What is the Peugeot 508?
The time when a large four-door saloon was a statement of accomplishment has long gone. Now, unless it has a posh badge on the front, such a car looks pointlessly overspecified, profligate to run and, above all, unfashionable. The result is that cars such as the 508 are a depreciation nightmare, as customers desert them in favour of equally overblown and even thirstier cod off-roaders.
On top of that, Peugeot may be renowned for many things, but building big saloons is not one of them. All in all, hopes for the 508 may not look high. However, if you can get past its slightly dull yet rather odd looks, here is a car of considerable merit. It is available as a saloon or an estate, but while the wagon is the better-looking of the two, the Ford Mondeo and VW Passat in estate form will both carry far more clobber.
Though petrol engines are available, as is a diesel-electric hybrid, almost all sales will be distributed among three conventional diesel versions. And, expensive though it is, the 201bhp 2.2-litre GT model is the one that stands out, offering effortless and ultra-refined performance through its standard automatic gearbox while apparently using no more fuel than the comparatively gutless 2-litre with automatic gears. The 140bhp 2.0 HDI is a more realistically-priced real-world alternative, nonetheless, with the six-speed manual gearbox to move it along.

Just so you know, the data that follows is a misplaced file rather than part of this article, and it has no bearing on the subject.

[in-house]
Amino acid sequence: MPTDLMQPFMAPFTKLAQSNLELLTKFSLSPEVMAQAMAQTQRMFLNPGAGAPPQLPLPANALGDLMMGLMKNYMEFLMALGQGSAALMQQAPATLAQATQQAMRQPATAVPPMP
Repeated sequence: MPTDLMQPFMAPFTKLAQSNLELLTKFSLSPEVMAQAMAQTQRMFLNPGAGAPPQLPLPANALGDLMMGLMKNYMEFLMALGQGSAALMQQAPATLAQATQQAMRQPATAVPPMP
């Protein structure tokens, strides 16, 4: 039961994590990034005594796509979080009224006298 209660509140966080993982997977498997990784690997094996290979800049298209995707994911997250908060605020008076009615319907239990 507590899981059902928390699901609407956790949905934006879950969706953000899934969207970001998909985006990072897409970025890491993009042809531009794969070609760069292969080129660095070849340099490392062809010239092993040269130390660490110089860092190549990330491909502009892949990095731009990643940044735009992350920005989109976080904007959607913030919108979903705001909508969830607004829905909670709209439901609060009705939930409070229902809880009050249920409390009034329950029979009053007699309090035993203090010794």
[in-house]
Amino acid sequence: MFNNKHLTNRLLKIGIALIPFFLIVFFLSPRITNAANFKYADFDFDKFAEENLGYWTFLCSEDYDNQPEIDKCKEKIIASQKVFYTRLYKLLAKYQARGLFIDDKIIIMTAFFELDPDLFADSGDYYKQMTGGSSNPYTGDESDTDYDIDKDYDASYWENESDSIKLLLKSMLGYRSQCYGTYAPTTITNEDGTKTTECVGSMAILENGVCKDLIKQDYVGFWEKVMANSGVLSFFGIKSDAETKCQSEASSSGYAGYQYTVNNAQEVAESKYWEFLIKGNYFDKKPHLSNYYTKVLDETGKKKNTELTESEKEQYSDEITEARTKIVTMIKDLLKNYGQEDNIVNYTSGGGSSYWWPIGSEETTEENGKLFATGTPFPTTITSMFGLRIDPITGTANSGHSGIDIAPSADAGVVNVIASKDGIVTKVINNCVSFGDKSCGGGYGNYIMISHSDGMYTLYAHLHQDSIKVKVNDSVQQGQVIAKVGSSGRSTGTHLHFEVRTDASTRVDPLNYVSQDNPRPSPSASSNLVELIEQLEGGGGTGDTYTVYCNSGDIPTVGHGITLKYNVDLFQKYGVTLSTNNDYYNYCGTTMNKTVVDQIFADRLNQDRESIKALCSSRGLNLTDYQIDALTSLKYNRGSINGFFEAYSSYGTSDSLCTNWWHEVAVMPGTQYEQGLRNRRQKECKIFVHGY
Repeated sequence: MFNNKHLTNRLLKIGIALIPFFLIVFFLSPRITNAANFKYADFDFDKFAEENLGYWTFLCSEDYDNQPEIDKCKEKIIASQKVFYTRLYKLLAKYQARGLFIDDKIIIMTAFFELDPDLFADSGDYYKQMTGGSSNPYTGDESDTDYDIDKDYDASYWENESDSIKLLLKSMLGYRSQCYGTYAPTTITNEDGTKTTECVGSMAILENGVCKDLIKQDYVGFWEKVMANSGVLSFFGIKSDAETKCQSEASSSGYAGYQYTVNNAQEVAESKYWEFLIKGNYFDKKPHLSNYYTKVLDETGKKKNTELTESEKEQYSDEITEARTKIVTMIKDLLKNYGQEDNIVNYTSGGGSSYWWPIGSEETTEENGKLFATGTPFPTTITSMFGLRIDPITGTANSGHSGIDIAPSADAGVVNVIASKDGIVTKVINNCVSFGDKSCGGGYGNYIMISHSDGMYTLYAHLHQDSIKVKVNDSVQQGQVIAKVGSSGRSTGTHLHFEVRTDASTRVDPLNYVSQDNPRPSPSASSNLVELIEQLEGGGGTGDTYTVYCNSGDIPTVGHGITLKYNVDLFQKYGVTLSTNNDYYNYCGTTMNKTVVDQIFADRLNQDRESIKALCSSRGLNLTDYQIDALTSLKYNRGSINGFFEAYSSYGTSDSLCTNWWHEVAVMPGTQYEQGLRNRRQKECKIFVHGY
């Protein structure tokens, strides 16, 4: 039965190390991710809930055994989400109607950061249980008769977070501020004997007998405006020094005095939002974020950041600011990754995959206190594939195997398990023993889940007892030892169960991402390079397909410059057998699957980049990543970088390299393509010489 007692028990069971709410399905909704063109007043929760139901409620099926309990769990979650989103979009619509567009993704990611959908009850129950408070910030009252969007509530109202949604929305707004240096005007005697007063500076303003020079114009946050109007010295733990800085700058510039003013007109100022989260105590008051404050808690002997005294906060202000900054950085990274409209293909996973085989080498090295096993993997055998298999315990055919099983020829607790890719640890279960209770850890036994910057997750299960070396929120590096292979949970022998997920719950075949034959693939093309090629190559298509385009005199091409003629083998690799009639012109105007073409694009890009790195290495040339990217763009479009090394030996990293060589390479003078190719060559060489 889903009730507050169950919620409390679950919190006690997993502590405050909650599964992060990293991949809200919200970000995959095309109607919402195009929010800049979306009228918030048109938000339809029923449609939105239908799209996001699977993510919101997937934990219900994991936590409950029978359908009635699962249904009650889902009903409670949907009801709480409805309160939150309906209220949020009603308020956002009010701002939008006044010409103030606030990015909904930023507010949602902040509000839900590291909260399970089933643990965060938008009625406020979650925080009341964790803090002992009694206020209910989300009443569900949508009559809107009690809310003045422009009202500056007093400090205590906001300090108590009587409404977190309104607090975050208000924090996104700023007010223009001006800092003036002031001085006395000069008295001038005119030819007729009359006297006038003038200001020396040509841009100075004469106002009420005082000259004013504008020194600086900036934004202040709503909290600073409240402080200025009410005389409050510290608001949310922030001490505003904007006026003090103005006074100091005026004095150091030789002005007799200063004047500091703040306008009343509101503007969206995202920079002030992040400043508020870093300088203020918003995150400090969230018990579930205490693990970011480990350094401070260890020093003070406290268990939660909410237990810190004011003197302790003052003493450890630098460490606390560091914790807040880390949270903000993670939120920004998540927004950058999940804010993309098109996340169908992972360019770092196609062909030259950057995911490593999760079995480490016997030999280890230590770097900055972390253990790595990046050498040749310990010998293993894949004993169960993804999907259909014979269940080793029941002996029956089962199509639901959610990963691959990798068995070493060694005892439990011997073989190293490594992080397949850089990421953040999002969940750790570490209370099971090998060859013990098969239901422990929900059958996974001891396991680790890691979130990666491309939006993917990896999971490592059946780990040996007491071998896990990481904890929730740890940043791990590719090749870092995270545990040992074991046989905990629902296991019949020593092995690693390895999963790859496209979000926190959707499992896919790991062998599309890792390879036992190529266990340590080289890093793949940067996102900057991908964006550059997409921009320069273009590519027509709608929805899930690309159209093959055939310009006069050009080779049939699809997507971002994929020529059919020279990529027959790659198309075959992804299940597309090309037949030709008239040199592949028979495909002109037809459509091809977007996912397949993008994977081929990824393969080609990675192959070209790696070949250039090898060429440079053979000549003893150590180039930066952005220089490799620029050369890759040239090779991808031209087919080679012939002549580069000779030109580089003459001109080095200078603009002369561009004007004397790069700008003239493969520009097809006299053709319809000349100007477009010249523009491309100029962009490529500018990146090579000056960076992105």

Perhaps more encouraging still for those of us old enough to remember a time when Peugeot produced the finest-riding and best-handling mass-produced cars on the planet, the 508’s chassis does much to restore Peugeot’s latterly somewhat shaky reputation in this field. Not only does the 508 ride extremely well, with that long-legged, supple gait that was once the hallmark of French cars, but it’s also a pleasure to guide down the open road.
Massive strides have been taken inside the car, as anyone who has owned this car’s predecessor, the 407, will see. It’s all soft-touch materials, little slivers of chrome and, at last, sensibly arranged controls — a cabin that, to look at, is worthy of a VW or, at a stretch, even an Audi. A shame, then, that on cars equipped with sat nav, the control systems remain complex and often illogical.
There’s lots of room in the 508: the driving position is quite high but entirely comfortable, while, in the back, three normal-sized adults can travel in complete comfort over long distances. However, the boot is only average in size by the standards of the class.
The one to buy
Peugeot 508 2.0 HDi Active
- 1997cc, 4 cylinders
- 140bhp @ 4000rpm
- 240 lb ft @ 2000rpm
- 6-speed manual
- 0-62mph in 9.8sec
- Top speed:
- 61.4mpg (combined)
- Road tax band:
- L 4792mm, W 1920mm, H 1456mm
Peugeot 508 rivals
Ford Mondeo (click here for used prices on driving.co.uk)
Skoda Superb (click here for used prices on driving.co.uk)
Volkswagen Passat (click here for used prices on driving.co.uk)